Welcome back to Magic Gatherings!
UPDATE (2/5, 11:00 P.M.): Day One of Pro Tour Oath of the Gatewatch is in the books! If you haven’t already had a chance, check out the official coverage page, which has loads of goodies: videos of feature matches, deck techs, player interviews, and more.
Now that we’ve had a chance to see what the pros are playing, I’ve added the breakout decks of the tournament to the list of synopses below. Scroll down to see the new archetypes and get a sense for how they play.
Last week we had a quick excursus back to Commander and covered a couple decks based on Battle for Zendikar legends. This week it’s back to current events in Magic: this weekend is Pro Tour Oath of the Gatewatch. When this article goes up, in fact, the Pro Tour should already be streaming live from Atlanta—whose skyline can be seen in the tournament’s promo playmat as the ironic backdrop for Nissa, green planeswalker and guardian of nature extraordinaire.
Pro Tour Oath of the Gatewatch will be a cross-format tournament featuring more than 400 of the game’s best, played out over two days. The format, in brief: on Friday morning, everyone drafts Oath-Oath-Battle. The pros play three rounds with their Draft decks, then switch up to Modern for five more rounds. At the end of Friday’s eight rounds (three Draft, five Modern), everyone with a 3-5 record or worse gets cut.
Saturday is the same format: a Booster Draft and three rounds of Limited, followed by five more rounds of Modern. At the end of Saturday, the Top Eight players (usually 12-4 records or better) are announced. Sunday is the playoff championship: single-elimination Modern, each match best three-out-of-five.
Today’s article is a guide to the Pro Tour aimed at more casual viewers. I’ll talk a bit about Modern and what it is, explain the gameplans of the format’s major decks, cover recent shakeups to the format, and end by adding a few more thoughts on Oath of the Gatewatch draft, which will be featured at the Pro Tour. If you’re just looking for FNM tips, feel free to scroll ahead to the bottom.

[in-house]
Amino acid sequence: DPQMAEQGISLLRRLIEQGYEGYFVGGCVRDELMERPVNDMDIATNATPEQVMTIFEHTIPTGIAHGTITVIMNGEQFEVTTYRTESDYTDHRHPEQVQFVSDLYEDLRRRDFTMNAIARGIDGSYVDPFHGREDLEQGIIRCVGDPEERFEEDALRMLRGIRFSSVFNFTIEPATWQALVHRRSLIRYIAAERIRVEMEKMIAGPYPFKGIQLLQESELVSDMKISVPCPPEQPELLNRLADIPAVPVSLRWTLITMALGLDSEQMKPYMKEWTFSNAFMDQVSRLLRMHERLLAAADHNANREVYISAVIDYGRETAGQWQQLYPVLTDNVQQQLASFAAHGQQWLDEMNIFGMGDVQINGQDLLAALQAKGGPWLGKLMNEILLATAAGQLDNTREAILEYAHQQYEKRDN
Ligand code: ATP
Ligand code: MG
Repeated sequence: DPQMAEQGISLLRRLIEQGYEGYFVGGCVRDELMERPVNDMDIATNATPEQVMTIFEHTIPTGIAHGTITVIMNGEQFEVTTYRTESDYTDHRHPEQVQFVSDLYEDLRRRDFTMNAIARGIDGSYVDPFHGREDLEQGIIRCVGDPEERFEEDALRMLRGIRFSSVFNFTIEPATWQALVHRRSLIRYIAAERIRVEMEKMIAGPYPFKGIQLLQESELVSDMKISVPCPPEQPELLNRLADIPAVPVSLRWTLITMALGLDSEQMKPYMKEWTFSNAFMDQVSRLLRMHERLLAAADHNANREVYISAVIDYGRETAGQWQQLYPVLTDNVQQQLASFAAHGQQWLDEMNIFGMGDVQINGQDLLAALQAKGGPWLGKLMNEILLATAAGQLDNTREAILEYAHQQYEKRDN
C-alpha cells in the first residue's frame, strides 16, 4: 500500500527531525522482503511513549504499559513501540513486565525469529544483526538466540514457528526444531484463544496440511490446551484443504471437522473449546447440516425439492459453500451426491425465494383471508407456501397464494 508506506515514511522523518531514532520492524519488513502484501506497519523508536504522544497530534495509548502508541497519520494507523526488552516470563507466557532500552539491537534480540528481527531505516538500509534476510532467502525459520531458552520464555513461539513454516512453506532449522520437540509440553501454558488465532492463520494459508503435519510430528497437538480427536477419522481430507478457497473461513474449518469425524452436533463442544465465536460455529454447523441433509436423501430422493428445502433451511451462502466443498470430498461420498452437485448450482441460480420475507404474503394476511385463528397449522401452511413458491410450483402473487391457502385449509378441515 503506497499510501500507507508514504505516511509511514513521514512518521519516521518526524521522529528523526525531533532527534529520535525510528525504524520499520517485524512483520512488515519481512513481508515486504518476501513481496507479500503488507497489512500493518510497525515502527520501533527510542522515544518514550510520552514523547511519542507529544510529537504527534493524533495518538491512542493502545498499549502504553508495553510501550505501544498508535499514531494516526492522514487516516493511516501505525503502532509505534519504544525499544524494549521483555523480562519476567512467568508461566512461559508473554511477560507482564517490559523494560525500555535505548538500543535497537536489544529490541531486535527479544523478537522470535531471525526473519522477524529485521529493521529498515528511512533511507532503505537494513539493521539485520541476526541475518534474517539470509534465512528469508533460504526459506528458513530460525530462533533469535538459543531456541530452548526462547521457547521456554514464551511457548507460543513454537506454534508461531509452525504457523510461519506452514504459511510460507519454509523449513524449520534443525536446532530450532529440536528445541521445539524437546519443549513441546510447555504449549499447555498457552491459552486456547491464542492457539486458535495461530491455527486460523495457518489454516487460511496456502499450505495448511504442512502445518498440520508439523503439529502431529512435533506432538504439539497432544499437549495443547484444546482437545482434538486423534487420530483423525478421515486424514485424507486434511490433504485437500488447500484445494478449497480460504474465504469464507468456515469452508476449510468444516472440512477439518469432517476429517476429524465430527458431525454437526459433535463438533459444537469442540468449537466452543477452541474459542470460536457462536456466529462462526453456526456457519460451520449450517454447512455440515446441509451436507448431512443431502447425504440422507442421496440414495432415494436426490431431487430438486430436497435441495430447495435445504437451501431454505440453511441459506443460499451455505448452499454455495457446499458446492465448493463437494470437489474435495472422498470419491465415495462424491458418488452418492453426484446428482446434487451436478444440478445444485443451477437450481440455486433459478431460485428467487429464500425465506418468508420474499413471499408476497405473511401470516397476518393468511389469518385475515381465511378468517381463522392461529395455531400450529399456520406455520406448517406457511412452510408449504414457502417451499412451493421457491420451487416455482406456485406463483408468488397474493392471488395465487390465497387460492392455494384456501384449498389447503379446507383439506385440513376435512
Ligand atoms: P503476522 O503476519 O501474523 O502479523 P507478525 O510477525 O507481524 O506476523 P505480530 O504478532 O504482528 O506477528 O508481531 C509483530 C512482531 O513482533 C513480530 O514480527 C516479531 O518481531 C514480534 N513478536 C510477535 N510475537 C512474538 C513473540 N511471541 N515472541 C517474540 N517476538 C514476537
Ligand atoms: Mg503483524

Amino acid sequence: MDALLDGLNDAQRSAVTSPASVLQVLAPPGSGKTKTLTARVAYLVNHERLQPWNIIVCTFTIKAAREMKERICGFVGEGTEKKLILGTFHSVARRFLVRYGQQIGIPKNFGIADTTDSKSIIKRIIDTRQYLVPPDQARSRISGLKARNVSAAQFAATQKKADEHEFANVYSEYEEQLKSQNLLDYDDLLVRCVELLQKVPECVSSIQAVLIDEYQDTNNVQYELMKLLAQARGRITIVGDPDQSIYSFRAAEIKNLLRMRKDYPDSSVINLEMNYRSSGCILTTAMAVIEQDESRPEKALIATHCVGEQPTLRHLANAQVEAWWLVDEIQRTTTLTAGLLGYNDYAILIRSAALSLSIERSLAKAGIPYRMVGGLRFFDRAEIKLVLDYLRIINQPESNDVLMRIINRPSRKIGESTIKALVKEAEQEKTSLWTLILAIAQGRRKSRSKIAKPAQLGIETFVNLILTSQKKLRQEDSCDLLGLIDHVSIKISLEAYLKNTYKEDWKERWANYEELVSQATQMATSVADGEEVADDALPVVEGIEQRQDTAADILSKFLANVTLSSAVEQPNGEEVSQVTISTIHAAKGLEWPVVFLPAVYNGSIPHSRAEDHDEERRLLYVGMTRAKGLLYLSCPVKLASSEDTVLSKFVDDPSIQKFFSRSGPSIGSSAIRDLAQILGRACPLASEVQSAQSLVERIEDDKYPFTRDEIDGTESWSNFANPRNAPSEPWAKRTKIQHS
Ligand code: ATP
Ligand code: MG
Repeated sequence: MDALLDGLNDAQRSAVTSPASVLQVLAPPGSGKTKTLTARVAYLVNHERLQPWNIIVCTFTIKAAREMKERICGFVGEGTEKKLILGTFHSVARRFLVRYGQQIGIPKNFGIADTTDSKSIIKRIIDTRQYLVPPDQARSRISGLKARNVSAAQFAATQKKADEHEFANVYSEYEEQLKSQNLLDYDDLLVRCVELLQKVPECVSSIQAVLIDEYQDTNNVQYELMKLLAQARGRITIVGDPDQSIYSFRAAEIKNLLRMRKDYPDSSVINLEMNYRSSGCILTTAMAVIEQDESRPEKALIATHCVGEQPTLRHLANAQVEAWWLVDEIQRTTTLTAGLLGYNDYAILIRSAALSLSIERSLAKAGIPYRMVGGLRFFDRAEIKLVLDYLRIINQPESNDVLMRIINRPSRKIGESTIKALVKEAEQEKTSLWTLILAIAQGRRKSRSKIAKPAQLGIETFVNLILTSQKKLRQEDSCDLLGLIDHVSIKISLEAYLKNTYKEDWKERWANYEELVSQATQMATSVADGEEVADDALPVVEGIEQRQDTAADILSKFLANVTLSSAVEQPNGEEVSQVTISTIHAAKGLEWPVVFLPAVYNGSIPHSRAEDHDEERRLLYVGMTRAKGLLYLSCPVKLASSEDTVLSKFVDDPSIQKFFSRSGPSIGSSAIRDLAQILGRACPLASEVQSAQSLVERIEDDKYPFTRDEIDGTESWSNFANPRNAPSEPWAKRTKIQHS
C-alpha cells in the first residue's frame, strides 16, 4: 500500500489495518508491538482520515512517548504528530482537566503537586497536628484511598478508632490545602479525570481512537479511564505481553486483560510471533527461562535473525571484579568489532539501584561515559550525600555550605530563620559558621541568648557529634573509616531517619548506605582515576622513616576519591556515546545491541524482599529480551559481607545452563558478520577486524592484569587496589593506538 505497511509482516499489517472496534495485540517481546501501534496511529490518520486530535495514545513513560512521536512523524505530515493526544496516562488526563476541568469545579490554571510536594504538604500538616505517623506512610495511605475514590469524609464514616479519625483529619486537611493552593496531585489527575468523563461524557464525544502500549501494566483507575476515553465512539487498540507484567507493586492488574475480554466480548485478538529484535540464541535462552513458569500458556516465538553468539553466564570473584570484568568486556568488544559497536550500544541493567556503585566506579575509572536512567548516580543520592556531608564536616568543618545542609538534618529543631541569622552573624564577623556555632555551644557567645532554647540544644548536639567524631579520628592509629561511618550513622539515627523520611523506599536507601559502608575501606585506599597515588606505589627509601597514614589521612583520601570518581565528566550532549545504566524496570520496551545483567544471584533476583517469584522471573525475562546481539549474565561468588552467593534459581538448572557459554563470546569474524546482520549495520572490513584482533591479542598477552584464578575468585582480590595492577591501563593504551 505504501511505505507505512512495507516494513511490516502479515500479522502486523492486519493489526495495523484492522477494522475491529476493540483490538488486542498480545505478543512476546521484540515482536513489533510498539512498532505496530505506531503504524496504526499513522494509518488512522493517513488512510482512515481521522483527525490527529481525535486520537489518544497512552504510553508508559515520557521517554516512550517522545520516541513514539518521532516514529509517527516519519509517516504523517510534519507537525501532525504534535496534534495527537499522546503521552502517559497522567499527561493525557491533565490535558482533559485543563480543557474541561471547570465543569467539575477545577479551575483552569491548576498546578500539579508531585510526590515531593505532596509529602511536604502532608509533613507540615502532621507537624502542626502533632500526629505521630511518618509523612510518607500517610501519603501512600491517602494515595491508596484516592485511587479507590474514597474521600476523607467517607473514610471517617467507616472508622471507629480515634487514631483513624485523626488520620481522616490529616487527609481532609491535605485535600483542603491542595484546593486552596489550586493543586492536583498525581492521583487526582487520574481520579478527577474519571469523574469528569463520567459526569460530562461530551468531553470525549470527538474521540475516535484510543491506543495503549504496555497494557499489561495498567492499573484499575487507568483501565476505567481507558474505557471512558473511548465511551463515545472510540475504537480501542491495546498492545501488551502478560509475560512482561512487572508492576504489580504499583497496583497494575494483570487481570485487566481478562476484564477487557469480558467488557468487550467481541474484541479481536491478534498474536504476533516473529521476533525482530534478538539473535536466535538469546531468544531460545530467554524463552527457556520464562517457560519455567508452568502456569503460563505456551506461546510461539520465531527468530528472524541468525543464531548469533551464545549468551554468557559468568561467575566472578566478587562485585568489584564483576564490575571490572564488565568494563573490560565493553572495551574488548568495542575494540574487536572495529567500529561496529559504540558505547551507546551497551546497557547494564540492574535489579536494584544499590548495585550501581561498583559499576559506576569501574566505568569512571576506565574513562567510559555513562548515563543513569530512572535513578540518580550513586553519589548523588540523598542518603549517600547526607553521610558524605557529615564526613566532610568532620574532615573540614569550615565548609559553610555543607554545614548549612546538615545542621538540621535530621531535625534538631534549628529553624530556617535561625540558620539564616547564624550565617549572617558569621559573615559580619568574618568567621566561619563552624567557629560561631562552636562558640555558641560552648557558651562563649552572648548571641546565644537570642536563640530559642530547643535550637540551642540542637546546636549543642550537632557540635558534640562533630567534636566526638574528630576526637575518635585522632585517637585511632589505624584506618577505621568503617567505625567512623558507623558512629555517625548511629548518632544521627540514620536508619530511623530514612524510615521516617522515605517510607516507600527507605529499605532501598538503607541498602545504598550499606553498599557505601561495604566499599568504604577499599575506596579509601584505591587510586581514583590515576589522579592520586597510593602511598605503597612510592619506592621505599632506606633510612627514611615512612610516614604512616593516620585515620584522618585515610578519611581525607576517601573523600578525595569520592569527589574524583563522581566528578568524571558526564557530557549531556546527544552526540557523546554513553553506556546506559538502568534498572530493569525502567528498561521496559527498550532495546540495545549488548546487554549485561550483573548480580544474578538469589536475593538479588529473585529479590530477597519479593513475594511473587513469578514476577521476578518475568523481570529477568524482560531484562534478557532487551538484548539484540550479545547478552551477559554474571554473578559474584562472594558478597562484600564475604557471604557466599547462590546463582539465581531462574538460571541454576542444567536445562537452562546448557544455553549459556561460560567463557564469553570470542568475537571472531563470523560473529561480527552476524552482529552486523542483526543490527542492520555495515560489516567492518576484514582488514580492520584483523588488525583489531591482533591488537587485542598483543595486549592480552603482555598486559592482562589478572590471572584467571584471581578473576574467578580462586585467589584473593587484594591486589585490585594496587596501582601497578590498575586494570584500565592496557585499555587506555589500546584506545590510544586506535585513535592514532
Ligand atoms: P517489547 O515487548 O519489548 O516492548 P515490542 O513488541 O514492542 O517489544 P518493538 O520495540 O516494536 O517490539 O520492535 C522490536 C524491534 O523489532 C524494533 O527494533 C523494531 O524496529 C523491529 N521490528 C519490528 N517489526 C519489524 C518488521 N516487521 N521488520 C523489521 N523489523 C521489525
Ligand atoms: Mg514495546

For everyone else: Modern. Let’s get to it!
I’ve only briefly touched on Modern in this column, when I gave some thoughts on the Modern Masters 2015 Edition reprint set. In that article, I explained a bit about Modern, but it’s handy to recap here: Modern it a non-rotating format that uses cards from roughly 2003 onwards. (In that article, I also talked a bit about why the format exists and why it’s good for Magic, so check there if you’re looking for the raison d’être.)
The most important thing to know about Modern is that its cards are very, very powerful. It makes sense: with more than thirteen years of cards (almost 10,000 in total!), deckbuilders can choose the very best tool for what they want to accomplish. Frequently, high power goes hand in hand with low cost, and consequently, spells in Modern tend to be very cheap.
Powerful, cheap cards mean that players who are trying can do very unfair things very quickly. Consequently, Modern has a list of banned cards that aren’t allowed in play. Banned lists attempt to shape a format according to what makes for the best gameplay and most fun. Ideally, players get the satisfaction of doing really powerful things (which is a blast) but don’t feel that games come down to who draws the best opening hand—they should have an opportunity to interact with their opponents and disrupt them in some fashion. In Modern, that’s historically meant that decks shouldn’t be able to reliably win before turn four. It’s also desirable if a variety of decks are viable choices for players who want to do well. As we’ll see, Modern is certainly a format with tons of good decks.